Review by Takis Diakoumis.
The North American XB-70 Valkyrie was conceived as the ultimate heavy bomber for the USAF to penetrate Soviet defences and deliver its doomsday payload. During the 1950s, when Soviet counter-air was largely made up of anti-aircraft artillery and fighters, it was thought a Mach 3+ aircraft flying at extreme altitudes was the only vehicle capable of reaching targets deep inside the Soviet Union.
While never put into full-scale production, the Valkyrie prototypes represented a huge leap in engineering capability for the United States. The enormous engine ‘six-pack’ was designed to operate in continuous afterburner and advancements in metallurgy and use of titanium on higher temperature sections, like wing leading edges, would enable the massive aircraft to accelerate beyond Mach 3.
Later developments in surface-to-air missiles, as well as the shoot-down of Gary Powers’ U-2 in 1960, would begin to spell the end of the XB-70 and, after almost $1 billion for the delivery of the two prototypes, the program was cancelled in 1961 before any flights were made. With little mission flexibility in the complex airframe, and with tactics moving to low-level penetration, the design was deemed to offer little more than the B-52.
As the program shifted to advanced aerodynamic research, the Valkyrie’s first flight was eventually completed in 1964 by the first prototype. A more advanced second prototype first flew in 1965, but, following a number of Mach 3+ flights, would be involved in a tragic mid-air collision, during a photo shoot for engine manufacturer General Electric, the following year. Testing with the surviving aircraft continued until 1969.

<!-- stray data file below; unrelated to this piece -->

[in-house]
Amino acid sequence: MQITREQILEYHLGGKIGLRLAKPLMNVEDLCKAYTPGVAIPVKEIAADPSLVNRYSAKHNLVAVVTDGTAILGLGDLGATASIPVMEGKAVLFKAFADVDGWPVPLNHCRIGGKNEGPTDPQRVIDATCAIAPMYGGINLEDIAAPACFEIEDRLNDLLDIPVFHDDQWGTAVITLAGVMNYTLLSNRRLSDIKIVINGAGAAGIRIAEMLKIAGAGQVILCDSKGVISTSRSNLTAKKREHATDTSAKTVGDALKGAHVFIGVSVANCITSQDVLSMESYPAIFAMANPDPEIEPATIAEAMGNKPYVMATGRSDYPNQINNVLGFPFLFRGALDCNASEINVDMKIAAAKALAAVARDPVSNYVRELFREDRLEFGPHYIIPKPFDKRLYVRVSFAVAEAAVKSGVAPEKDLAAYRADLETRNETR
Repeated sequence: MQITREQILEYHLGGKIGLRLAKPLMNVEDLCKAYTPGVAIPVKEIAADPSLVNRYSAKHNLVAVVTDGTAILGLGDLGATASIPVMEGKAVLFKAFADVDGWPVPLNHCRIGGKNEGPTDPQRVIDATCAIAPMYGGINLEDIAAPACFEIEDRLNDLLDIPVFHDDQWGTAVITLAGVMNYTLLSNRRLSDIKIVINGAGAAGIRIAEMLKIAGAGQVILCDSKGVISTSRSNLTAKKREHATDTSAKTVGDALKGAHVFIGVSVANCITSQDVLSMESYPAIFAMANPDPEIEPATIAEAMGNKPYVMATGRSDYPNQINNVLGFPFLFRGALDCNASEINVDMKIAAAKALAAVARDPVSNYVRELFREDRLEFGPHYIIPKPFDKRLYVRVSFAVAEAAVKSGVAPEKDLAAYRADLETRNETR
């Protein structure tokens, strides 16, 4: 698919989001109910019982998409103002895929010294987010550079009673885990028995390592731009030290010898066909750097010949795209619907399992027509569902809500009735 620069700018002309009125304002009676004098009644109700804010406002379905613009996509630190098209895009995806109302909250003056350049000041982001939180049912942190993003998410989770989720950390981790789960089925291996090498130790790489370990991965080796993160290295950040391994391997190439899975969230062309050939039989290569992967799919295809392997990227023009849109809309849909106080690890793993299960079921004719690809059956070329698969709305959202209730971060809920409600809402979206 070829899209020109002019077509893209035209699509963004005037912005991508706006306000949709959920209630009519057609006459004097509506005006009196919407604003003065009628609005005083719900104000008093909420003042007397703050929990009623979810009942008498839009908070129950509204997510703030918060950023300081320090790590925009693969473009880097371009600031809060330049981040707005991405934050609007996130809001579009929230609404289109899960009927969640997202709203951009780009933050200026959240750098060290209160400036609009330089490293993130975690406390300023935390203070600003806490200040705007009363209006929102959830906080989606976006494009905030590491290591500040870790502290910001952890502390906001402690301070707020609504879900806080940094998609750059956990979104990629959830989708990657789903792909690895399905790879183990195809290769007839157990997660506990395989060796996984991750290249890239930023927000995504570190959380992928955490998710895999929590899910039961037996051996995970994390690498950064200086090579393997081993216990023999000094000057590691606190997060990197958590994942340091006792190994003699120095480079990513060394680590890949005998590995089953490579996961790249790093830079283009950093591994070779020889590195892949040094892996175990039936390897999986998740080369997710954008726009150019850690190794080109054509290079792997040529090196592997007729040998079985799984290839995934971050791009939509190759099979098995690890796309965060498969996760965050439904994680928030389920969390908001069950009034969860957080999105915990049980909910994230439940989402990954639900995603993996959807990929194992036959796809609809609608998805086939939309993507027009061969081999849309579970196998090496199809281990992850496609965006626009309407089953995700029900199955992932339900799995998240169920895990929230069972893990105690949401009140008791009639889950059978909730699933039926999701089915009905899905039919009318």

Graham Simons’ latest entry covers the exciting development and test history of this important aeronautical masterpiece in fine detail. Using a number of Air Force and NASA sources, he pieces together the engineering genesis of the Valkyrie as he traces its complex development from the charged Cold War political environment through a challenging test cycle where successful engineering firsts were often matched by as many setbacks.
The events leading to the tragic loss of the second prototype are forensically covered as is the investigation and analysis of the accident and subsequent report findings. As that flight was intended as a promotional shoot for General Electric, the demise of the second prototype is eerily captured in still and video footage.
The text is littered with a large number of photographs, illustrations and tables throughout as Simons concludes his journey with the first prototype making its final flight into Wright-Patterson AFB to be displayed as a centrepiece at the National Museum of the US Air Force.